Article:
1953: “House for the Atomic Age”
“A swimming pool that becomes an automatic decontamination bath during an A-bomb attack is one of the features of a home that Hal B. Hayes, Hollywood contractor, is completing for himself. In the hillside next to the swimming pool he’s building an underground sanctuary that you reach by diving into the pool. His house is designed to “bring the outdoors indoors” for ordinary peaceful living, yet has a structure built to resist great destructive forces. Several of the walls are completely of glass that would be swept away by a powerful shock wave, but could later be replaced. A continuation of his living-room rug is pulled up to shroud the glass wall in that room when a button is pressed.
Other walls of the house have a fluted design to resist shock wave and a fireproof exterior surface of Gunite.
A garden growing in half a foot of soil on the flat roof provides insulation against extreme heat or shock. All exposed wood, inside and outside of the house, is fire-resistant redwood coated with fire-retarding paint. In addition to the underground sanctuary, equipped with bottled oxygen, there is a bombproof shelter in the house itself, consisting of a large steel and concrete vault containing a sitting room and bathroom. Other features of the home include a three-story indoor tree…”
Kinué was the daughter of a wealthy landowner. She had been somewhat strange since an unfortunate love affair, and she had been in a mental hospital for six months. She had a curious syndrome described as delirious depression or depressed intoxication or something of the sort. There had been no serious outburst since, and it had settled into a conviction that she was the most beautiful girl in the world.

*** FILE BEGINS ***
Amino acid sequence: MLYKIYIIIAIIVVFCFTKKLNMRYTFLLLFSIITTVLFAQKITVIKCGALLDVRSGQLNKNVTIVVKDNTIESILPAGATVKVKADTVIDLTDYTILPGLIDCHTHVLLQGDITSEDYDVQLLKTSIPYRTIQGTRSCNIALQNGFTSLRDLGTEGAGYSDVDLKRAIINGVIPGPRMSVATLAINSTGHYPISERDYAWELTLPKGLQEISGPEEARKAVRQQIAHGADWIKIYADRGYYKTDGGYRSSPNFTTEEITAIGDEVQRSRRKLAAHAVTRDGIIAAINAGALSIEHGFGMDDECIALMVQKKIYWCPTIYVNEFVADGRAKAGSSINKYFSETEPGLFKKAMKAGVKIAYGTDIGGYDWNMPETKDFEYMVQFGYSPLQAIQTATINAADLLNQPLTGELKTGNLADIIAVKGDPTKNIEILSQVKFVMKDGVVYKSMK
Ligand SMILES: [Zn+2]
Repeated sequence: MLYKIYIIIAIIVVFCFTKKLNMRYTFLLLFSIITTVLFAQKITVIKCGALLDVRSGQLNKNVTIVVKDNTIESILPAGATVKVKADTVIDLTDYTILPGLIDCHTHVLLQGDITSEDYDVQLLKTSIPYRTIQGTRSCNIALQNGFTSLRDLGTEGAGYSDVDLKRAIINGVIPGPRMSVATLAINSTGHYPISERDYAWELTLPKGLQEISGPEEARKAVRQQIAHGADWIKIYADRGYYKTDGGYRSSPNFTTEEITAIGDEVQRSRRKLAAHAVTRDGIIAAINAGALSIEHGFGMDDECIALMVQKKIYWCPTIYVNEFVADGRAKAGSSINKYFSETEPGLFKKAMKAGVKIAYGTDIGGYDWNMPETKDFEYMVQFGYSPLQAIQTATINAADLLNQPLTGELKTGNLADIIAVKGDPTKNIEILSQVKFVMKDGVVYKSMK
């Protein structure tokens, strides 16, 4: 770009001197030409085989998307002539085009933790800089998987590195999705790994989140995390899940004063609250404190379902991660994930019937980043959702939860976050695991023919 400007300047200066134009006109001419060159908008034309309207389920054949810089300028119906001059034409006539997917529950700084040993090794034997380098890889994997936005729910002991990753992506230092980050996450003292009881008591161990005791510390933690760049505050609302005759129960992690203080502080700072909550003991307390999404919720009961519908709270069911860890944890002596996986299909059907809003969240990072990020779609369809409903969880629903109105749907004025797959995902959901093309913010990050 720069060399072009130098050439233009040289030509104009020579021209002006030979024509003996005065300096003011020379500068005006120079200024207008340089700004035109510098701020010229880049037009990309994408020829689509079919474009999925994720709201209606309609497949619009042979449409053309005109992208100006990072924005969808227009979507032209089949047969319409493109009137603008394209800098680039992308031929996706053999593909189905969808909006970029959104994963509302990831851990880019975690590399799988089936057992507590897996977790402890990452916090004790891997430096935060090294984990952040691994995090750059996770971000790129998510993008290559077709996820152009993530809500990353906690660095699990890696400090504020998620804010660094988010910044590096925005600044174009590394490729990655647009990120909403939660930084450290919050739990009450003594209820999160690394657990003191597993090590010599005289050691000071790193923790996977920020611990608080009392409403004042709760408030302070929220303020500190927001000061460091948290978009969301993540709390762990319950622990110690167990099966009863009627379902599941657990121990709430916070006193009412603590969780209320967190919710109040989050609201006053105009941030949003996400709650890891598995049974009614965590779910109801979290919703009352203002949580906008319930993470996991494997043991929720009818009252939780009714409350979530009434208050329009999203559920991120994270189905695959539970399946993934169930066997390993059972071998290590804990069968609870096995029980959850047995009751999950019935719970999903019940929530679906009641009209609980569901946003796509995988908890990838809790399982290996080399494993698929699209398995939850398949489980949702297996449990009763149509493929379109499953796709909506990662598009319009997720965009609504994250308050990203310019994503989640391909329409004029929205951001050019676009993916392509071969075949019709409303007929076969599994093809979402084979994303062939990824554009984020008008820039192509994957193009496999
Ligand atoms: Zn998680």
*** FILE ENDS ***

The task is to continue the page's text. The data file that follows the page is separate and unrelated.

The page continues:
Because of the delusion, she had been able to break the mirror that so tormented her and fly off into a mirrorless world. Reality became malleable, selective, a seeing of what was desirable and a rejection of everything else. The guiding principle would for most people have been a tightrope inviting almost certain disaster, but it brought her no complications and no sense of danger. Having thrown the old plaything of self-awareness into the garbage can, she had started to make a new plaything of wonderful ingenuity and intricacy, and now she had adapted it perfectly to her needs and set it to work like an artificial heart. When she had finished shaping it, Kinué had attained perfect happiness; or, as she would have put it, perfect unhappiness.
Probably the romantic misfortune had come about when a man made mention of her ugliness. In that instant Kinué saw the light down her only road, the defile open to her. If she could not change her own looks, then she must change the world. She set to work on her own secret plastic surgery and achieved a reversal, and a gleaming pearl emerged from the ugly, ashen shell.
Like a beleaguered soldier finding an escape, Kinué came upon a basic but elusive link with the world. With that as her fulcrum, she stood the world upside down. A most extraordinary revolution. Exquisite craftiness in taking for misfortune what in her heart she desired above all.
His way of holding a cigarette somewhat old for his years, Tōru leaned back and stretched out long legs in blue jeans. He found nothing the least novel in her discourse, but he gave not a sign that he was bored. Kinué was very sensitive to her audience.
He never made fun of her as her neighbors did. That was why she visited him. He felt in this mad, ugly woman five years his senior a comrade in apartness. He liked people who refused to recognize the world.
If the hardness of the two hearts, the one protected by lunacy, the other by awareness—if the degree of hardness was about the same, then there need be no fear of wounds, however much they brushed against each other. Nor need there be a fear of carnal brushes.